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A Prizefighter for Capitalism

A few weeks ago, the New York Times columnist on economics devoted his space to scolding the demonstrators at the Summit of the Americas in Quebec City, (April 22, 2001, Op-Ed page). The writer, Paul Krugman an MIT professor, is considered by many to be a leading light of the profession, and a likely candidate for the economics Nobel Prize.

Himself something of a liberal, Krugman appreciates that the demonstrators have kind hearts. The problem, though, is that they are stupid. The “people outside the fence, whatever their intentions, are doing their best to make the poor even poorer.” The people in the poor countries will be poorer if they don’t get jobs in multinational subsidiaries. If the latter don’t hire child labor, the children will end up in even worse jobs or on the streets, many turning to prostitution. God bless the multinationals!

The professor gets down to business as he explains what sensible people should understand. “The point is that third world countries aren’t poor because their export workers earn low wages; it’s the other way around. Because the countries are poor, even what looks to us as bad jobs at bad wages are almost always much better than the alternatives.”

But what if the poverty of nations stems from a long history of imperialism—due to formal and informal colonialism, and the destruction of whole societies by the slave trade and other means? And what if the poor countries are kept in constant bondage by the multinational industrial and financial firms in partnership with the ruling classes of the poor countries?

It is generally understood that a crucial key to economic development rests on the reinvestment of the available economic surplus. Profits from agricultural, mining, and industry provide the means for economic growth. There is no guarantee that this surplus will be used for useful investments. The profit makers may use the surplus to build grandiose palaces, hire hordes of servants, or engage in war. The surplus may thus be wasted, harming the people. And if the surplus is diverted or if it is wasted, a poor country will remain poor. A major reason for the poverty of the poor countries, for the ever widening gap in wealth between poor and rich countries, is that surplus produced in the poor countries is being diverted to the rich countries.

The point to be noted is that these benevolent multinationals, the givers of jobs, the exploiters of the environment are at the same time extracting the surplus to fatten the wealth at home. Not only that, as long as the market rules, this surplus extraction contributes to a continuous bondage to the centers of capital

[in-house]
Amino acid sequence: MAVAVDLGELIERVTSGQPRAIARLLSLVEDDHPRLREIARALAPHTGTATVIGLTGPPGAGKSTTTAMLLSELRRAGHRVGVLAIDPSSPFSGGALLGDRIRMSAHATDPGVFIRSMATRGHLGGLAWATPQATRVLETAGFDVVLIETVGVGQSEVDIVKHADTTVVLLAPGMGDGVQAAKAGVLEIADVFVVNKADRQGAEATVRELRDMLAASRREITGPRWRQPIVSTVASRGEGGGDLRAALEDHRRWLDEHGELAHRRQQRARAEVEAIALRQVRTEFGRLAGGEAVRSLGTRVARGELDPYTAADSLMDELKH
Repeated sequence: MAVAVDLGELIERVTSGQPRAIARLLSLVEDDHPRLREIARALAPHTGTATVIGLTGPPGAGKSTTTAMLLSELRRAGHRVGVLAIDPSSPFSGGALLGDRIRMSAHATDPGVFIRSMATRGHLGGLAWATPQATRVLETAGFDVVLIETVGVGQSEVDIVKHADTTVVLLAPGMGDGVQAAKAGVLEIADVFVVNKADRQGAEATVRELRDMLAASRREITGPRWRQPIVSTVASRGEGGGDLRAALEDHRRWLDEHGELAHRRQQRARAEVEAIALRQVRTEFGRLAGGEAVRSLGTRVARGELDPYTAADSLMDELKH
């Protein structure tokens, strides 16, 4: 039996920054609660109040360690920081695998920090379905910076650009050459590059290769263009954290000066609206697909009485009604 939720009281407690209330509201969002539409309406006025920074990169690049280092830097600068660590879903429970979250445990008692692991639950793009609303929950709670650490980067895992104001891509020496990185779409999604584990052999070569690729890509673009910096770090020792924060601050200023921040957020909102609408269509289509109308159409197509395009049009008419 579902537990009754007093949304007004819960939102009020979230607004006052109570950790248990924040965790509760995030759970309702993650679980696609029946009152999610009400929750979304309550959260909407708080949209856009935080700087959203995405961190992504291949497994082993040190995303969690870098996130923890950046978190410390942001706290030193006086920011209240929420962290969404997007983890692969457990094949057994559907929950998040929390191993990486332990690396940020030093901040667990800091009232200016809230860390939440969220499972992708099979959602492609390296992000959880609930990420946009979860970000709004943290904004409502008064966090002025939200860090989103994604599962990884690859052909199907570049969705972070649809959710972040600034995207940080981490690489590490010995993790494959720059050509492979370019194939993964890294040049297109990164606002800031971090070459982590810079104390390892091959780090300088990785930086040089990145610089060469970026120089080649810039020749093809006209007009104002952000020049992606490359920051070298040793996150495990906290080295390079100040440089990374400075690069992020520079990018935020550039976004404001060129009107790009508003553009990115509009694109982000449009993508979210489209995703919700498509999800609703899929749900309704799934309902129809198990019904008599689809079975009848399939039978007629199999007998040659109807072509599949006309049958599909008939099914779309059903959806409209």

Please bear with us as we demonstrate our argument. Since the affair in Quebec was a Summit of the Americas, we are presenting data for all countries of the Western Hemisphere other than the United States, Canada, and Cuba (see table 1).

table 1

The balance of payments consists of 1. A current balance which summarizes (a) a country’s imports and exports, (b) the net income on investments, such as payments of profits and interest on debt, and (c) transfers between individuals (for example money sent home by nationals working abroad). 2. A capital balance of payments that records investments and loans, such as those made by multinationals and banks.

The numbers given are for the current balance of payments because these data go a long way toward explaining the bondage of poor countries associated with the dominance of the rich countries. (The capital balance of payments—the movements of long term capitals—are part of the same process and produce the same effect. But we don’t want to complicate the argument here with further batches of numbers.) So let us examine each of the five items that make up the current balance of payments of the whole Western Hemisphere other than the United States and Canada. The data are from the 1999 IMF annual on the subject. The numbers naturally vary from year to year, but the basic pattern remains the same.

The first line of the table shows an approximate deficit of $38 billion. In other words, imports exceeded exports by that much. The multinationals themselves account for a good part of imports and exports. In addition to being exporters they are also importers of machinery, equipment, raw materials, and components for the businesses they operate.